In a recent high-profile decision, the Ontario Superior Court of Justice has explained and confirmed the factors to be considered in determining an appropriate sentence for contempt of court. The ruling reminds litigants that, even if a modest penalty is imposed, the court can still impose a hefty costs award.
In Town of Aurora v Lepp, 2019 ONSC 5430, the Defendant, Mr. Lepp, was held to be in contempt for repeatedly violating a court order. Mr. Lepp was the plaintiff in several actions he had commenced against the Town of Aurora, its mayor and council, and some of its employees. The order prohibited Mr. Lepp from communicating with certain defendants pending the outcome of a vexatious litigant application that had been commenced against him.
Despite the order, Mr. Lepp persisted in communicating with the defendants by sending them letters. The court noted that while this behaviour does not fall on the more serious end of the spectrum, it remains serious. It was also noted that an appropriate sentence for a contempt finding must be levied in order to achieve compliance with the order, as well as to foster respect for the judicial process.
The Court began its analysis by reviewing Rule 60.11(5) of the Rules of Civil Procedure. Where a finding of contempt is made, this rule permits the judge to make such order as is just, including an order for imprisonment, to pay a fine, to do or refrain from doing an act, to pay costs, and to comply with any other order the judge considers necessary.
In determining an appropriate sentence for contempt, the following six factors are taken into consideration:
- The proportionality of the sentence of the wrongdoing;
- The presence of mitigating factors;
- The presence of aggravating factors;
- Deterrence and denunciation;
- The similarity of sentences in like circumstances; and
- The reasonableness of a fine or incarceration.
With respect to proportionality, the court will consider the severity of the sentence compared with the gravity of the conduct. Despite the focus on deterring contempt of court, custodial sentences are rarely imposed. With respect to fines, the jurisprudence has established a range of $1,500 to $5,000 in most cases.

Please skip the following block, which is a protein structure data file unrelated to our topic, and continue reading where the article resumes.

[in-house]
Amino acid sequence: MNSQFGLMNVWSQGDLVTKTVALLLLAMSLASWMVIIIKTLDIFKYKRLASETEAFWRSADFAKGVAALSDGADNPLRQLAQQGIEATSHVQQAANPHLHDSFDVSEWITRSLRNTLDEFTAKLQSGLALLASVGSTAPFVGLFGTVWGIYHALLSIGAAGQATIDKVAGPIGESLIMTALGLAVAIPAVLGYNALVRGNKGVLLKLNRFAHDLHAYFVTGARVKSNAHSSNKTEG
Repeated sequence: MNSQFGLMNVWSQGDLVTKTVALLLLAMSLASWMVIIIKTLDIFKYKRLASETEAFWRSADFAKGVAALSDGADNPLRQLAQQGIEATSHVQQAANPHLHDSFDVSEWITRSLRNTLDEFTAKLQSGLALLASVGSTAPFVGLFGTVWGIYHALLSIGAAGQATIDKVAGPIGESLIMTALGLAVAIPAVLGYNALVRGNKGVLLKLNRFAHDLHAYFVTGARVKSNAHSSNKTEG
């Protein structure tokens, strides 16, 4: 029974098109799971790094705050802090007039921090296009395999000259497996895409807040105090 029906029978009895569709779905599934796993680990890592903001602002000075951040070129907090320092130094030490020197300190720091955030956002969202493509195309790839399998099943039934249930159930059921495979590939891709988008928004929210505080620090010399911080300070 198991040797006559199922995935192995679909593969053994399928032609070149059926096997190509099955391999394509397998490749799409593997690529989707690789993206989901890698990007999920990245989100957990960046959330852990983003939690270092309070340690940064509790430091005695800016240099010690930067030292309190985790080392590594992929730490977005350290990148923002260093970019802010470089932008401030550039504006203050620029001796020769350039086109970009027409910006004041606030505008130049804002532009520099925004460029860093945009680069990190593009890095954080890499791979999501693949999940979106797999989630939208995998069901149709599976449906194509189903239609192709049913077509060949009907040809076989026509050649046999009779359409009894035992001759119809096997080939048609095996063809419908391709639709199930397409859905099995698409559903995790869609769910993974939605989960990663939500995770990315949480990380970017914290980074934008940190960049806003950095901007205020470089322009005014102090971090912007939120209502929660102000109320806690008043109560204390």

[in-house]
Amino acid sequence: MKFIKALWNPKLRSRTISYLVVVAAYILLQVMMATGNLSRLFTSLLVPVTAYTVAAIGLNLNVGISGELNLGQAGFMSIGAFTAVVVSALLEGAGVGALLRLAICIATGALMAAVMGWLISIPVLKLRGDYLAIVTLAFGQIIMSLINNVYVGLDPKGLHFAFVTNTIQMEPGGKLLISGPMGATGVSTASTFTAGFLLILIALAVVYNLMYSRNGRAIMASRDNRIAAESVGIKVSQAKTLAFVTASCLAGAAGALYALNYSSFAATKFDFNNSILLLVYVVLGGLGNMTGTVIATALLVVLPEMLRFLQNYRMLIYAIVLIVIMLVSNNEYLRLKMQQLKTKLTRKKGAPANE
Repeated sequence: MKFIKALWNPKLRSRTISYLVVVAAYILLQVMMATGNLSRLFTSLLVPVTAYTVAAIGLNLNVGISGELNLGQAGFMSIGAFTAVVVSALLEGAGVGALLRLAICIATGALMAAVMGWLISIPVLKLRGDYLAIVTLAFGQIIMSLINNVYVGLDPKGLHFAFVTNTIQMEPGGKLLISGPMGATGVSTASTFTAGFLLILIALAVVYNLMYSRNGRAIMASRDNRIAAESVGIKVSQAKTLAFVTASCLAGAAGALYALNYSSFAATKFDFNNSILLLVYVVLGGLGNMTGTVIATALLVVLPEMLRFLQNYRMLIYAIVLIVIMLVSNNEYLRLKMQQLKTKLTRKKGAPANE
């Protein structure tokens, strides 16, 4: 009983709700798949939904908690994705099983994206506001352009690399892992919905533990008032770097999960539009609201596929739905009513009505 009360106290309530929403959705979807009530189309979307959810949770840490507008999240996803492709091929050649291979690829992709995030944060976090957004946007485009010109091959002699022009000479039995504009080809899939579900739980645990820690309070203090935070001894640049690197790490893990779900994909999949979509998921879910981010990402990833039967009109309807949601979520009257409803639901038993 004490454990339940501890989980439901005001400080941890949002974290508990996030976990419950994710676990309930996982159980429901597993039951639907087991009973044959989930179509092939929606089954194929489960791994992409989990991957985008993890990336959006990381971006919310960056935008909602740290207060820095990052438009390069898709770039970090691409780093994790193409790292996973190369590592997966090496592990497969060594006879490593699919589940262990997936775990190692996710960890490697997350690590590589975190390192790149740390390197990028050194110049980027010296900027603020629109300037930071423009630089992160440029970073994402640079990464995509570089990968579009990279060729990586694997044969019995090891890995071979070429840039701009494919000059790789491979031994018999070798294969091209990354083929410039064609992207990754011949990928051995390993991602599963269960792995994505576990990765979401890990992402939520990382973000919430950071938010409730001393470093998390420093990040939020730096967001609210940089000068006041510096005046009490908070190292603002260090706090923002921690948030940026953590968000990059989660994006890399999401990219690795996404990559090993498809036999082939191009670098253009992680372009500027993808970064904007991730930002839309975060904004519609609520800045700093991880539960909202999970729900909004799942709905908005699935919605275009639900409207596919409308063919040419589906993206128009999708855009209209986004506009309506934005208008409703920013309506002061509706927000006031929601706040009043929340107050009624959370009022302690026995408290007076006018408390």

The Court emphasized that efforts to purge one’s contempt will be a mitigating factor. In this case, it was emphasized that Mr. Lepp had not taken any efforts to purge his actions, nor had he offered an apology, despite having the opportunity to do so.
In holding Mr. Lepp in contempt of Court, it was decided that this was an appropriate case for a fine and costs, rather than prison time. Consideration was given to the fact that Mr. Lepp had no history of contempt of court. He also has a history of community service which weighed in his favour. However, through his litigation against the Town of Aurora, Mr. Lepp inserted himself as a busybody and was unrelenting in his attempts to address perceived injustices.
On the whole, the Court did not find Mr. Lepp apologetic and he was therefore denied the benefit of mitigation. In order to achieve the objectives of deterrence and respect for the justice system, the Court held that a fine plus a substantial cost order would send the necessary message to Mr. Lepp and others similarly situated.
The Court also considered Mr. Lepp’s financial situation, and, finding him able to pay, held that a fine of $1,500, payable over six months, would be appropriate. While it is on the lower end of the scale, the Court gave consideration to the fact that Mr. Lepp is retired and did not have any steady sources of income.
Finally, the Court referred to Rule 60.11(5), stating that costs are included as a component of the potential penalty package. The general rule is that costs are payable on a substantial indemnity basis where contempt is found. Additionally, the Court did not believe that the taxpayers of the Town of Aurora should have to bear the financial burden of having to take steps to enforce an order that Mr. Lepp refused to obey. Therefore the Court made a costs award of $10,000, payable within 30 days.
This case serves as a reminder that, when it comes to contempt, prison sentences are rare and fines are relatively low, but cost awards can still be significant.
Author: Daniel Waldman, Lawyer